Frank Palluconi, Ali Abtahi, Tim Thompson, Masao Moriyama, Tsuneo Matsunaga, Degui Gu, Hideyuki Tonooka.
Click on image for 300DPI hi-res picture (107 kbytes)

January 17, 1999 afternoon
Salton Sea, North Shore; California
33° 30' North Latitude
115° 55' West Longitude

Standing on the shore, near the visitor center for the Salton Sea State Recreation Area.

Frank Palluconi is the U.S. Deputy Science Team Leader for the ASTER Project, and is the scientist in charge of the atmospheric correction and validation exercises for the U.S. Science Team. Ali Abtahi is our hardware specialist, who built several special purpose radiometers used from boats on the water. Tim Thompson (that's me) takes charge of the solar radiometer and weather station in the field, and does algorithm development and data/image analysis back at JPL. Moriyama-san is a theoretical mathematician who has worked on radiative transfer models, and is from Nagasaki University. Matsunaga-san is a geologist from the Geological Survey of Japan. Degui Gu is a Chinese graduate student working on atmospheric radiative transfer problems for the U.S. ASTER Science Team, on leave from the Geological Remote Sensing Laboratory at the University of Washington. Tonooka-san is on the engineering faculty at Ibaraki University, and is a member of the atmospheric correction working group as well as the temperature-emissivity separation working group.

Moriyama-san, Matsunaga-san, and Tonooka-san were all in the U.S. for a Joint Science Team meeting in Pasadena, and took advantage of the fact that they were already here to go with us on the Salton Sea expedition. Palluconi, Abtahi, and Thompson are all from the Jet Propulsion Laboratory, and Gu is also currently resident at JPL.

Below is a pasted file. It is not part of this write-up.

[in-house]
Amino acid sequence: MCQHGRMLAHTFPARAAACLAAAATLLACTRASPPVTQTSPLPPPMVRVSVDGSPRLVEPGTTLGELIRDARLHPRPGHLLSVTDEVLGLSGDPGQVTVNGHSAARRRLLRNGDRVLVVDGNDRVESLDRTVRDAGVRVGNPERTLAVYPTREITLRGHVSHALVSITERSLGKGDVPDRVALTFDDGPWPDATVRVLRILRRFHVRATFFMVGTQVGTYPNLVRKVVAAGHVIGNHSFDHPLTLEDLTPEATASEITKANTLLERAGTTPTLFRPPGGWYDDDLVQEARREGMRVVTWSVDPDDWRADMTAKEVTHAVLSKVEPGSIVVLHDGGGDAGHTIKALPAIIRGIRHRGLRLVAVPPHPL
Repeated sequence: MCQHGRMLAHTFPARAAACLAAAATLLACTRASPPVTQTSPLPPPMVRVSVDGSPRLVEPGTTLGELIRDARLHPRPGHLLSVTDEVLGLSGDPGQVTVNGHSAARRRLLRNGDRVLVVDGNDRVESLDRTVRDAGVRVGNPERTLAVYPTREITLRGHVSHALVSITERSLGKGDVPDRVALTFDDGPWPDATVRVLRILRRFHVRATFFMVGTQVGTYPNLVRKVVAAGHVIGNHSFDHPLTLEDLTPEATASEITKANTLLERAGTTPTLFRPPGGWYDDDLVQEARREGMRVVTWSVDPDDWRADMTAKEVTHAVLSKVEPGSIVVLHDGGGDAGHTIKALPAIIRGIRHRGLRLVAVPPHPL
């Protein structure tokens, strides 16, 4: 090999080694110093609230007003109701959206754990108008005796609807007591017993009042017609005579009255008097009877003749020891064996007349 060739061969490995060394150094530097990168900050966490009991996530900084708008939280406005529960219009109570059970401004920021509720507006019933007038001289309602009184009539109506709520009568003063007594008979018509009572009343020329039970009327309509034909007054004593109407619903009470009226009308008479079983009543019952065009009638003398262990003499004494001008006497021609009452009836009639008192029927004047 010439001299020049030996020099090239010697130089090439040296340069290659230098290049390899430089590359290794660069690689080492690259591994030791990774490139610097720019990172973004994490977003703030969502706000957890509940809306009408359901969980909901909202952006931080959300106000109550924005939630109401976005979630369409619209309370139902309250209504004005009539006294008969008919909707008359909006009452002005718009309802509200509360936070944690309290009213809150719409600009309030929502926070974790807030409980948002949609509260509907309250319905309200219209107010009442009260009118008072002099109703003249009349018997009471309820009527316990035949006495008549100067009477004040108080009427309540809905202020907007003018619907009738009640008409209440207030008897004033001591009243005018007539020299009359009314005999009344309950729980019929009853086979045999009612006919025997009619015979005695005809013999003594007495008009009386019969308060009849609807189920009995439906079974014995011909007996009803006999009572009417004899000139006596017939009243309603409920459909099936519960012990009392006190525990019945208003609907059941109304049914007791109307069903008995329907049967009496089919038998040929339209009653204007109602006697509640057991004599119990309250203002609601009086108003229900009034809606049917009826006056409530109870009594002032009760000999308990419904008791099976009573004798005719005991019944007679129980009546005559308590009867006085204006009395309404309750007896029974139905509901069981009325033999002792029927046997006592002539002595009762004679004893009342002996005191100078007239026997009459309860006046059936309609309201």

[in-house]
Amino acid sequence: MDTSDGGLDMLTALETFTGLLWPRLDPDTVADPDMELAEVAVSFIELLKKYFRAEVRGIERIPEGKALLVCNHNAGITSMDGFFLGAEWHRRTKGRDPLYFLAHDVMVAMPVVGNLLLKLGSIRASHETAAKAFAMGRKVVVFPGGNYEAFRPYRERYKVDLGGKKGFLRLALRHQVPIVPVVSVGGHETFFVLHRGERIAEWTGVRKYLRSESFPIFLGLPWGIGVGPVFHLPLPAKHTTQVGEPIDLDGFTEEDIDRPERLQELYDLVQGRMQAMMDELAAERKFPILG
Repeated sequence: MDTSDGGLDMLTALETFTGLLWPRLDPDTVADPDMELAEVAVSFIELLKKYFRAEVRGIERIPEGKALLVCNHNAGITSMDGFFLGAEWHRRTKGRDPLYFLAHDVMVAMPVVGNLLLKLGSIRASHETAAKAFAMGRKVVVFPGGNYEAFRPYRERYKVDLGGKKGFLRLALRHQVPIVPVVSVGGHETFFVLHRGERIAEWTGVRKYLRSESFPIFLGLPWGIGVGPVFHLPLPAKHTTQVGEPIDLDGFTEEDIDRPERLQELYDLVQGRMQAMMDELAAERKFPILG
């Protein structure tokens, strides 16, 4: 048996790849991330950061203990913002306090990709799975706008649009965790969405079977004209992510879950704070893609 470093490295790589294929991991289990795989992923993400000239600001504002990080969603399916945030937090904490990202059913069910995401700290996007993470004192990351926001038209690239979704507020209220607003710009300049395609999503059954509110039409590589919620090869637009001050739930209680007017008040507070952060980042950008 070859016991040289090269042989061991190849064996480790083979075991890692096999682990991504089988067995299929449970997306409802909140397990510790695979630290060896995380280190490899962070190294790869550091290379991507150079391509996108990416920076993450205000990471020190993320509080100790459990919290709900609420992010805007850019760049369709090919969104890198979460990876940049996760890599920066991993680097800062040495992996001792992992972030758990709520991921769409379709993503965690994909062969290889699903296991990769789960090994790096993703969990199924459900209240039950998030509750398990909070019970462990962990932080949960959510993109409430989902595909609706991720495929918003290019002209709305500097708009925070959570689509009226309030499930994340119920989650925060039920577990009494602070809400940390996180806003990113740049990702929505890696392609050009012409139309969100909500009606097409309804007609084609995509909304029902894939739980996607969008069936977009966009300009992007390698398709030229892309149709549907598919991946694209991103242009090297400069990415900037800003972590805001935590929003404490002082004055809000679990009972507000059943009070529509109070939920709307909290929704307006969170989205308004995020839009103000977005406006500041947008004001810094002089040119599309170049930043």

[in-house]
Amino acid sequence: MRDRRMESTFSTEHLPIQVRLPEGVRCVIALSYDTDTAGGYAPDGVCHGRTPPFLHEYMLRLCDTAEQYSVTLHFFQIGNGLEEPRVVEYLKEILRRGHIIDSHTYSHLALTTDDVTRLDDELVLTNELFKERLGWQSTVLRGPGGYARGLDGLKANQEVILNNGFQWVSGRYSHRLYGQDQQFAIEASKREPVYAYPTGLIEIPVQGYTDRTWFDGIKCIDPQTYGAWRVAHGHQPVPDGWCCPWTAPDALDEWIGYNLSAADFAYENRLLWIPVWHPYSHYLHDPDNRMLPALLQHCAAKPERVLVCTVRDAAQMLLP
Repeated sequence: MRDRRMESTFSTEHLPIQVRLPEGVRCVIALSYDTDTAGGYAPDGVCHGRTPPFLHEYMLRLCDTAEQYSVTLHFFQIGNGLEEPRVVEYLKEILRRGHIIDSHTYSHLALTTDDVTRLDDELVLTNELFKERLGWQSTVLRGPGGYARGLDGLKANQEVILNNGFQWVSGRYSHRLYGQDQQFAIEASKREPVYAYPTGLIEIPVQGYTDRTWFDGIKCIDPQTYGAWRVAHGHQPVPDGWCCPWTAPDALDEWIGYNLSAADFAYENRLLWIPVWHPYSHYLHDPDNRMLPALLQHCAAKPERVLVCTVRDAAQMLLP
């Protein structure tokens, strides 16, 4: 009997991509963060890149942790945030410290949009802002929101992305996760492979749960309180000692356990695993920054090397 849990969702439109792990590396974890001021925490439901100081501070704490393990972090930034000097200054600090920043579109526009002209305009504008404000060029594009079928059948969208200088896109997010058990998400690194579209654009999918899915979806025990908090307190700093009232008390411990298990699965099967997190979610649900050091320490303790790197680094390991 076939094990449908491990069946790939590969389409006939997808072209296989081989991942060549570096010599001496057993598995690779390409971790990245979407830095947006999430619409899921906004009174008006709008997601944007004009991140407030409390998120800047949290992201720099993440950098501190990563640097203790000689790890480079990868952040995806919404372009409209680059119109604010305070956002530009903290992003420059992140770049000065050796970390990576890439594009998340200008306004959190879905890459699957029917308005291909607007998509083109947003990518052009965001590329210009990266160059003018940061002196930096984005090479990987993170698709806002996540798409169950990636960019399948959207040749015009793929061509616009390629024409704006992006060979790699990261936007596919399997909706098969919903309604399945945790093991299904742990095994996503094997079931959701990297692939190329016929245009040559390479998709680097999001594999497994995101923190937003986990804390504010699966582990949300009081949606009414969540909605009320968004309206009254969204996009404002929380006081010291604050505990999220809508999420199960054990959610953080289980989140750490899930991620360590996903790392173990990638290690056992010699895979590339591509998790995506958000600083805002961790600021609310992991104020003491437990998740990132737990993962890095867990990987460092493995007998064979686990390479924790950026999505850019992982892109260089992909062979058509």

We had instruments both ashore and on the water, a team of geologists traveling along the west shore gathering samples of exposed surfaces, and we launched two weather balloons from the site where the picture was taken. The exercise coincided with a LANDSAT overpass and a MASTER airborne simulator overflight. Although the solar radiometer unfortunately had an electronic failure, the radiometers on the boat fared well.

Often we are off making measurements at some remote site, like Railroad Valley, where it's practically guaranteed that there won't be anybody else nearby. But sometimes we are set up in fairly public locations, such as this one, on the north shore, quite near the recreation area visitor center. The conspicuous instruments and balloon launches always gather attention, and we have to be ready to field surprise questions from people who wander over to see what we are doing. I did quite a bit of explaining about overflights, spacecraft, weather, and what my instruments were doing this day.

After a day of rehersals on the 16th, and then the overpass on the 17th, we took field radiometers to the south side of the sea, and made some emissivity measurements around Obsidian Butte, near the bird sanctuary.

high-resolution solar spectrum "borrowed" from Larry Webster, chief observer for the 150-foot Solar Tower telescope at Mt. Wilson Observatory.

Tim Thompson